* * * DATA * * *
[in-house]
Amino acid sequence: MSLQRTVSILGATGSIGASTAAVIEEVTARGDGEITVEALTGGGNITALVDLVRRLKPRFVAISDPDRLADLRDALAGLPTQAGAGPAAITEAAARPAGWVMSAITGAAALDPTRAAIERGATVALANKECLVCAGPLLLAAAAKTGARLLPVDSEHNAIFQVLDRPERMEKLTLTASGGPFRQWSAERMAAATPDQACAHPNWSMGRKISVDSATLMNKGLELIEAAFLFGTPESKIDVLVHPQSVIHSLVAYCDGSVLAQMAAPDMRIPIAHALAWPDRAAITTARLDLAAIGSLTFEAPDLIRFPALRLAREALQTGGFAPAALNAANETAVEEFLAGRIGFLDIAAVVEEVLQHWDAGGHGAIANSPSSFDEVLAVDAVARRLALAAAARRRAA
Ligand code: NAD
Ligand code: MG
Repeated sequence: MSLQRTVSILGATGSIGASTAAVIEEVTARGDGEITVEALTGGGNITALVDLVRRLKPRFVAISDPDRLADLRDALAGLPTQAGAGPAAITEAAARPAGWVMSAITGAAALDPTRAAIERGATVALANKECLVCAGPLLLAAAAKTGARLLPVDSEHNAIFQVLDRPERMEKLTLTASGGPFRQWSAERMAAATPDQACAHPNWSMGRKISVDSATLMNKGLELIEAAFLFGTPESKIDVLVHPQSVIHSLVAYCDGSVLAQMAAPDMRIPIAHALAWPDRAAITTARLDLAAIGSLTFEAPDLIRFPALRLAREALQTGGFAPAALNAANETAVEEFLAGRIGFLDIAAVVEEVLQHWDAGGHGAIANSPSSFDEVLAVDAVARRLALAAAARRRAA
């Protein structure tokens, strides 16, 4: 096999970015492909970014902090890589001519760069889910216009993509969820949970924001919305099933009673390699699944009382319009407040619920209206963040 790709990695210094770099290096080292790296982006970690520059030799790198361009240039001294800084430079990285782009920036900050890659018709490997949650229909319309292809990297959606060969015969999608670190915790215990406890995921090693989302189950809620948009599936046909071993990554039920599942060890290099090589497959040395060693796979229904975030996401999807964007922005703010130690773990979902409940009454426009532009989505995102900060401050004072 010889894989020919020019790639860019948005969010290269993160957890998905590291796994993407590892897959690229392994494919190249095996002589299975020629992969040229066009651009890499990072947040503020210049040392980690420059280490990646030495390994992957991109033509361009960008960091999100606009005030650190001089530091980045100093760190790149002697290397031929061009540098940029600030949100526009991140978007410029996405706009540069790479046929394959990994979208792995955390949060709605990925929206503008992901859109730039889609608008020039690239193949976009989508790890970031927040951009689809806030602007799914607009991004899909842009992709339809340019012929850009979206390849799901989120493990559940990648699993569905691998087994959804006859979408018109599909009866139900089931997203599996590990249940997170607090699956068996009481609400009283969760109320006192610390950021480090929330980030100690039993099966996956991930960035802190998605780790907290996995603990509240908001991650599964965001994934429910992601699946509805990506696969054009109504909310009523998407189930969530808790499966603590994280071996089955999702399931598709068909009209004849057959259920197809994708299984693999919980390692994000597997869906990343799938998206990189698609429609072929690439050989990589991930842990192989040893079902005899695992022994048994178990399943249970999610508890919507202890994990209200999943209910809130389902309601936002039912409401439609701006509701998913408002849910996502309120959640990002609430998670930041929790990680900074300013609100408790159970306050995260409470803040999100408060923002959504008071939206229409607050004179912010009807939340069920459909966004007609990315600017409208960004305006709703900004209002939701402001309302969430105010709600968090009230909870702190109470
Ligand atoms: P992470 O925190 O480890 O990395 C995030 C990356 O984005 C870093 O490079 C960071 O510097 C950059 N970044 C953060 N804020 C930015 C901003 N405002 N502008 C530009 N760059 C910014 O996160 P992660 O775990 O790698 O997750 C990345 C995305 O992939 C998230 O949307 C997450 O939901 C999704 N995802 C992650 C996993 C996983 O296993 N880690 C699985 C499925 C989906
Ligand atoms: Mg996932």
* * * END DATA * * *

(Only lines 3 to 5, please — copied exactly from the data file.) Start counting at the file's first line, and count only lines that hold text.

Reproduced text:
Ligand code: NAD
Ligand code: MG
Repeated sequence: MSLQRTVSILGATGSIGASTAAVIEEVTARGDGEITVEALTGGGNITALVDLVRRLKPRFVAISDPDRLADLRDALAGLPTQAGAGPAAITEAAARPAGWVMSAITGAAALDPTRAAIERGATVALANKECLVCAGPLLLAAAAKTGARLLPVDSEHNAIFQVLDRPERMEKLTLTASGGPFRQWSAERMAAATPDQACAHPNWSMGRKISVDSATLMNKGLELIEAAFLFGTPESKIDVLVHPQSVIHSLVAYCDGSVLAQMAAPDMRIPIAHALAWPDRAAITTARLDLAAIGSLTFEAPDLIRFPALRLAREALQTGGFAPAALNAANETAVEEFLAGRIGFLDIAAVVEEVLQHWDAGGHGAIANSPSSFDEVLAVDAVARRLALAAAARRRAA